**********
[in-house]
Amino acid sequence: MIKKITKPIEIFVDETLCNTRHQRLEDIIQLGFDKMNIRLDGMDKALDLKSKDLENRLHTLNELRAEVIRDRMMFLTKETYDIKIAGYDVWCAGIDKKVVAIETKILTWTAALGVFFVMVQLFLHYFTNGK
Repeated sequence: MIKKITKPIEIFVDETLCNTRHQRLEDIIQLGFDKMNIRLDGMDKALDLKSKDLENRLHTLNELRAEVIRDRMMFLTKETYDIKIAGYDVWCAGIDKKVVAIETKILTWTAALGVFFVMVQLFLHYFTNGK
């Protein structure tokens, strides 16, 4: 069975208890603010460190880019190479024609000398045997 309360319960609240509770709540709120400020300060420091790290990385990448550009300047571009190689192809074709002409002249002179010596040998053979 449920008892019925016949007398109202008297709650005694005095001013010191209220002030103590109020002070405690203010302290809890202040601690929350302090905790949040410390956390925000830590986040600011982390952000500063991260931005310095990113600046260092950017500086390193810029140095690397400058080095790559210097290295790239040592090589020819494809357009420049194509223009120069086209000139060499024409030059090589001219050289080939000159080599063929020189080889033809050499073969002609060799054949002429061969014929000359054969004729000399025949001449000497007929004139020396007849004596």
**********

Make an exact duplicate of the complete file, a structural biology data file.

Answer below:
[in-house]
Amino acid sequence: MIKKITKPIEIFVDETLCNTRHQRLEDIIQLGFDKMNIRLDGMDKALDLKSKDLENRLHTLNELRAEVIRDRMMFLTKETYDIKIAGYDVWCAGIDKKVVAIETKILTWTAALGVFFVMVQLFLHYFTNGK
Repeated sequence: MIKKITKPIEIFVDETLCNTRHQRLEDIIQLGFDKMNIRLDGMDKALDLKSKDLENRLHTLNELRAEVIRDRMMFLTKETYDIKIAGYDVWCAGIDKKVVAIETKILTWTAALGVFFVMVQLFLHYFTNGK
């Protein structure tokens, strides 16, 4: 069975208890603010460190880019190479024609000398045997 309360319960609240509770709540709120400020300060420091790290990385990448550009300047571009190689192809074709002409002249002179010596040998053979 449920008892019925016949007398109202008297709650005694005095001013010191209220002030103590109020002070405690203010302290809890202040601690929350302090905790949040410390956390925000830590986040600011982390952000500063991260931005310095990113600046260092950017500086390193810029140095690397400058080095790559210097290295790239040592090589020819494809357009420049194509223009120069086209000139060499024409030059090589001219050289080939000159080599063929020189080889033809050499073969002609060799054949002429061969014929000359054969004729000399025949001449000497007929004139020396007849004596």